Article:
Tuesday, February 17, 2015

Adventures in Advertising: The Lost Art Of Store-Checking

On my post about the need for strategic account people, I received a comment about store-checking.  I realized that store-checks have become a lost art.  But, once upon a time, visiting stores, counting facings, checking competitive products and talking to consumers as they bought yours or competitive products was part of every account manager’s job (clients, too and I don’t think they do it anymore, either).   

I can think of two stories I would like to share which illustrate the benefits from visiting stores and understanding distribution.

The first is the true story of the success of Pampers.  

I am not sure when P&G introduced Pampers, but sometime in the 1950’s.  The standard until that time was cloth diapers.  If families had the money, they had a diaper service which would pick up soiled diapers and deliver new ones each week. If not, diapers would be washed at home. Yuck.  But despite their obvious benefit, Pampers, the first paper diaper brand, did not do well.  As I understand it, Proctor actually considered dropping the product.  

Then, an account person from the Pampers’ agency, Benton & Bowles (subsequently D’Arcy Masius Benton & Bowles – DMB&B – now Publicis) was determined to figure out why they were doing so poorly.  He took a week to do a store-check across the country.  He observed that while Pampers had good distribution, its location within supermarkets was unfocused – it could be found everywhere and anywhere in the store without consistency - paper goods, convenience goods, drug products.  Sales were sluggish, probably because it was in a different location in every store, even within the same chain. The account person observed that every supermarket carried four or five brands of baby foods; most of these brands had identical product selections (strained peas, beans, carrots, etc.).  He made this observation and recommended to his brand manager that Proctor should try to get the stores to put Pampers in the baby food section, even if it meant removing one brand to make room.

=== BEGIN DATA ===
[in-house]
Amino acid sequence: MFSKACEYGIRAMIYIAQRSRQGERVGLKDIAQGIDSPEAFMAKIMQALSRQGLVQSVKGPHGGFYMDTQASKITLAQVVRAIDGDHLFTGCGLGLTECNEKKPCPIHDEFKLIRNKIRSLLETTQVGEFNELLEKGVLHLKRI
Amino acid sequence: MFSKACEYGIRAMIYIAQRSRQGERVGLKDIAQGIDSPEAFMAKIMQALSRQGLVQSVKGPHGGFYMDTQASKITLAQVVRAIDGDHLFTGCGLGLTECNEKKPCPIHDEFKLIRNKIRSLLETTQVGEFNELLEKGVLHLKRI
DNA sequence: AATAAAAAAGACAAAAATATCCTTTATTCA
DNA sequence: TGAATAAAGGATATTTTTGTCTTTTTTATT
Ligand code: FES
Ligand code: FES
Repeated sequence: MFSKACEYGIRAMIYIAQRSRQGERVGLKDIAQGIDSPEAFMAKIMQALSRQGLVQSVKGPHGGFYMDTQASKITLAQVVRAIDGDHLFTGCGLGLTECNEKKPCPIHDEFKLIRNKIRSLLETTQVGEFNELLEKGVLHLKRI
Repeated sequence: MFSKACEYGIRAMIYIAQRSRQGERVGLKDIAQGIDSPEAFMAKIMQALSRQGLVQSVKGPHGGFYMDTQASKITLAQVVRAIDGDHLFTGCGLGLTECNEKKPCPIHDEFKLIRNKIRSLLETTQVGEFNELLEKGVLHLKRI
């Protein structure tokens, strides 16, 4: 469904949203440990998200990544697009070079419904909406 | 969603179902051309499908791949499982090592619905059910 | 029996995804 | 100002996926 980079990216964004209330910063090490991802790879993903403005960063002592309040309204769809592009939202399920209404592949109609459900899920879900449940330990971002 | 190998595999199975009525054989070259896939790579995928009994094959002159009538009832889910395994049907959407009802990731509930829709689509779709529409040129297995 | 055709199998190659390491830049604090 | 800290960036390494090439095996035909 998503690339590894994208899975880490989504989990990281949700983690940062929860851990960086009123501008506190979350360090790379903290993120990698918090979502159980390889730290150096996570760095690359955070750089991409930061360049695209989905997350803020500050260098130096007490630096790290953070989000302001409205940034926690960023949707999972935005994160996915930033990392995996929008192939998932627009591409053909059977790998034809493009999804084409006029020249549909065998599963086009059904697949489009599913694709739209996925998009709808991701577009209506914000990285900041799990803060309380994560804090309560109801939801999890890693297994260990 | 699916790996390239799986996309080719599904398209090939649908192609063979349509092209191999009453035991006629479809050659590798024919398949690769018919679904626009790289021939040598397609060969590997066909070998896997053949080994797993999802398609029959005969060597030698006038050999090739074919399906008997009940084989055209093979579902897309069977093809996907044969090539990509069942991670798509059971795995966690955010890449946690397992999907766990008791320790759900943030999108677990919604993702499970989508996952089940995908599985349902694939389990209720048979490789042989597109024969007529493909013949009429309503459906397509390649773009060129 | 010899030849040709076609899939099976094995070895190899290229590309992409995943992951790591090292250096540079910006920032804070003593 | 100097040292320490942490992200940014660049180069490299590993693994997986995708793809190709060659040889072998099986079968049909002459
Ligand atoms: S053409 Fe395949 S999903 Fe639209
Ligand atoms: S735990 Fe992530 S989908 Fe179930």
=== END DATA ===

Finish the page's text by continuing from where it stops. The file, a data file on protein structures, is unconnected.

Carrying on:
Guess what?  When put next to baby food, sales soared.  That was in the early to mid-1960’s. The rest is history.

The second true story involved Eno Antacid in Canada.  

Eno brand antacid was number two behind Alka-Seltzer (they were/are similar products).  I forget what their share was, but it was significant. Suddenly, Eno share of market started growing in French Canada.  With each subsequent Nielsen report, sales and share kept increasing; this was highly unusual behavior for any well established and significant brand.  Warehouse withdrawals skyrocketed, but with no explanation. Neither the sales nor marketing people had any idea why this might be happening. The manufacturer couldn’t understand it and needed to find out why and what could or should be done about it  

The agency account manager and the client marketing director went to Montreal and Quebec City to figure out what was happening.  Three days of store checking in Montreal revealed nothing.  Store managers and clerks had no idea why sales were increasing, but store shelves showed considerable product movement. 

Then, in Quebec, on the fourth day, they got their answer.  

In a small independent drugstore, a grandmotherly looking lady was carrying about six packages of Eno.  They immediately asked her why so many.  Her response was incredible: “Why monsieur, it is a wonderful aperitif.” Eno had become a fad drink among people of a certain age.  The client and agency got their answer.  After some discussion, it was decided to let the fad run its course, rather than to try to advertise it (It would have been way off strategy).  And sure enough, after about eight or ten months, the fad was over and sales started to decline.

I was the account guy. And we got our answer through store-checking.

I am sure there are hundreds of stories about positive things that happened as a result of a store check.  Understanding sales and distribution was part of the strategic underpinning of the client/agency relationship.  It helped agencies to have a complete understanding of their brands and it helped build credibility for the agencies to sell good creative work.  But most important, it contributed to making agencies and their clients partners.

Agencies need to start doing this again.